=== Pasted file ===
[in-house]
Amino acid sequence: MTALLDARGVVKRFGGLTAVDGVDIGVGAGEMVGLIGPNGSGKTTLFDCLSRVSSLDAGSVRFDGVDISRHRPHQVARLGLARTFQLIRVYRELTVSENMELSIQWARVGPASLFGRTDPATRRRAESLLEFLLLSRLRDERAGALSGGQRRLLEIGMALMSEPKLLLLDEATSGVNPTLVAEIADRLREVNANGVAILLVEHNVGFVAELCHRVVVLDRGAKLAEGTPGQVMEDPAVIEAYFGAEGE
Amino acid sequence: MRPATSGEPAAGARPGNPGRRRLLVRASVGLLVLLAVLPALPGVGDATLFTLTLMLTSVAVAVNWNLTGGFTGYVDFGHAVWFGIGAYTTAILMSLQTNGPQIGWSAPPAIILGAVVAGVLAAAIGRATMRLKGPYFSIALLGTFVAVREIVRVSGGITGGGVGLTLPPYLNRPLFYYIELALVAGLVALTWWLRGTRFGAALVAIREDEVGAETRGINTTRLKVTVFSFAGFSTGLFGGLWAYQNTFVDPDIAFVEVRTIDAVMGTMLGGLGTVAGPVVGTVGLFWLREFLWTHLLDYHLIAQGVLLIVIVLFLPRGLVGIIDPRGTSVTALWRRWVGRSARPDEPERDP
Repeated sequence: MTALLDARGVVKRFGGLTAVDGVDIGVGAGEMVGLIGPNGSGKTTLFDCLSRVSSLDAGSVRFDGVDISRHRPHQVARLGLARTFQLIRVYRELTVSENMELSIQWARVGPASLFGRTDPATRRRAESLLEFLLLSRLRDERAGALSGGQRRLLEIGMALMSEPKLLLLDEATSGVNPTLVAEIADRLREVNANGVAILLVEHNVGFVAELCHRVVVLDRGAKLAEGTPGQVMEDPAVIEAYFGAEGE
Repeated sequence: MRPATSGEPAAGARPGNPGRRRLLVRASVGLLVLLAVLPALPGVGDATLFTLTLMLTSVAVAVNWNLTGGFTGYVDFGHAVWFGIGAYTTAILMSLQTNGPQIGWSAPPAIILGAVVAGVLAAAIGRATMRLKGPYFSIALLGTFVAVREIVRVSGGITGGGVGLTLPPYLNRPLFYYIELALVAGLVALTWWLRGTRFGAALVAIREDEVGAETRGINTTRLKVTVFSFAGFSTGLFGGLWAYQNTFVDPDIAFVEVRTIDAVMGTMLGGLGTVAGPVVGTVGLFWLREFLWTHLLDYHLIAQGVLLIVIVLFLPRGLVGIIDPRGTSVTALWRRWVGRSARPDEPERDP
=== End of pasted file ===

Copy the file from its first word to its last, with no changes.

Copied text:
[in-house]
Amino acid sequence: MTALLDARGVVKRFGGLTAVDGVDIGVGAGEMVGLIGPNGSGKTTLFDCLSRVSSLDAGSVRFDGVDISRHRPHQVARLGLARTFQLIRVYRELTVSENMELSIQWARVGPASLFGRTDPATRRRAESLLEFLLLSRLRDERAGALSGGQRRLLEIGMALMSEPKLLLLDEATSGVNPTLVAEIADRLREVNANGVAILLVEHNVGFVAELCHRVVVLDRGAKLAEGTPGQVMEDPAVIEAYFGAEGE
Amino acid sequence: MRPATSGEPAAGARPGNPGRRRLLVRASVGLLVLLAVLPALPGVGDATLFTLTLMLTSVAVAVNWNLTGGFTGYVDFGHAVWFGIGAYTTAILMSLQTNGPQIGWSAPPAIILGAVVAGVLAAAIGRATMRLKGPYFSIALLGTFVAVREIVRVSGGITGGGVGLTLPPYLNRPLFYYIELALVAGLVALTWWLRGTRFGAALVAIREDEVGAETRGINTTRLKVTVFSFAGFSTGLFGGLWAYQNTFVDPDIAFVEVRTIDAVMGTMLGGLGTVAGPVVGTVGLFWLREFLWTHLLDYHLIAQGVLLIVIVLFLPRGLVGIIDPRGTSVTALWRRWVGRSARPDEPERDP
Repeated sequence: MTALLDARGVVKRFGGLTAVDGVDIGVGAGEMVGLIGPNGSGKTTLFDCLSRVSSLDAGSVRFDGVDISRHRPHQVARLGLARTFQLIRVYRELTVSENMELSIQWARVGPASLFGRTDPATRRRAESLLEFLLLSRLRDERAGALSGGQRRLLEIGMALMSEPKLLLLDEATSGVNPTLVAEIADRLREVNANGVAILLVEHNVGFVAELCHRVVVLDRGAKLAEGTPGQVMEDPAVIEAYFGAEGE
Repeated sequence: MRPATSGEPAAGARPGNPGRRRLLVRASVGLLVLLAVLPALPGVGDATLFTLTLMLTSVAVAVNWNLTGGFTGYVDFGHAVWFGIGAYTTAILMSLQTNGPQIGWSAPPAIILGAVVAGVLAAAIGRATMRLKGPYFSIALLGTFVAVREIVRVSGGITGGGVGLTLPPYLNRPLFYYIELALVAGLVALTWWLRGTRFGAALVAIREDEVGAETRGINTTRLKVTVFSFAGFSTGLFGGLWAYQNTFVDPDIAFVEVRTIDAVMGTMLGGLGTVAGPVVGTVGLFWLREFLWTHLLDYHLIAQGVLLIVIVLFLPRGLVGIIDPRGTSVTALWRRWVGRSARPDEPERDP